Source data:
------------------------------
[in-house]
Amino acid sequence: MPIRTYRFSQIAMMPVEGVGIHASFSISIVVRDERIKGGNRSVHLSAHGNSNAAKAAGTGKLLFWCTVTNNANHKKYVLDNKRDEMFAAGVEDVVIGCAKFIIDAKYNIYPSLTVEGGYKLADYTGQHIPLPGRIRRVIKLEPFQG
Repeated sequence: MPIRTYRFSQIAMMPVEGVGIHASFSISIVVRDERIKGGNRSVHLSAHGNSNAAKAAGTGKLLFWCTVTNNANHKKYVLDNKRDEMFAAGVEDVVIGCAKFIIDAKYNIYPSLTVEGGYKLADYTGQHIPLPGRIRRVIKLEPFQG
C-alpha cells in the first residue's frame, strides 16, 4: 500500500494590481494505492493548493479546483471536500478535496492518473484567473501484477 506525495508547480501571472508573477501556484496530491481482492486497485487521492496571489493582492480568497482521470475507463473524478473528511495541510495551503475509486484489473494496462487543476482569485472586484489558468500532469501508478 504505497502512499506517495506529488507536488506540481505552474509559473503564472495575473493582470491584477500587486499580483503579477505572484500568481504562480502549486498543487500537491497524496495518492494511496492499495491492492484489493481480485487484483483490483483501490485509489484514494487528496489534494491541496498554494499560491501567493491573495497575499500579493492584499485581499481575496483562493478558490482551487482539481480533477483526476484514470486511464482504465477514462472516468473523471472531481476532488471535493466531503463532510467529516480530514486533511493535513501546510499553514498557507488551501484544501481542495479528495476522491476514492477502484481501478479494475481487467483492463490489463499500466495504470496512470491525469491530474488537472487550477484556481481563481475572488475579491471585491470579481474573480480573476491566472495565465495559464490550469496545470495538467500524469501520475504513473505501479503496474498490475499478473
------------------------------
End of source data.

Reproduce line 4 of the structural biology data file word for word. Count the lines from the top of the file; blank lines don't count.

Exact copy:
C-alpha cells in the first residue's frame, strides 16, 4: 500500500494590481494505492493548493479546483471536500478535496492518473484567473501484477 506525495508547480501571472508573477501556484496530491481482492486497485487521492496571489493582492480568497482521470475507463473524478473528511495541510495551503475509486484489473494496462487543476482569485472586484489558468500532469501508478 504505497502512499506517495506529488507536488506540481505552474509559473503564472495575473493582470491584477500587486499580483503579477505572484500568481504562480502549486498543487500537491497524496495518492494511496492499495491492492484489493481480485487484483483490483483501490485509489484514494487528496489534494491541496498554494499560491501567493491573495497575499500579493492584499485581499481575496483562493478558490482551487482539481480533477483526476484514470486511464482504465477514462472516468473523471472531481476532488471535493466531503463532510467529516480530514486533511493535513501546510499553514498557507488551501484544501481542495479528495476522491476514492477502484481501478479494475481487467483492463490489463499500466495504470496512470491525469491530474488537472487550477484556481481563481475572488475579491471585491470579481474573480480573476491566472495565465495559464490550469496545470495538467500524469501520475504513473505501479503496474498490475499478473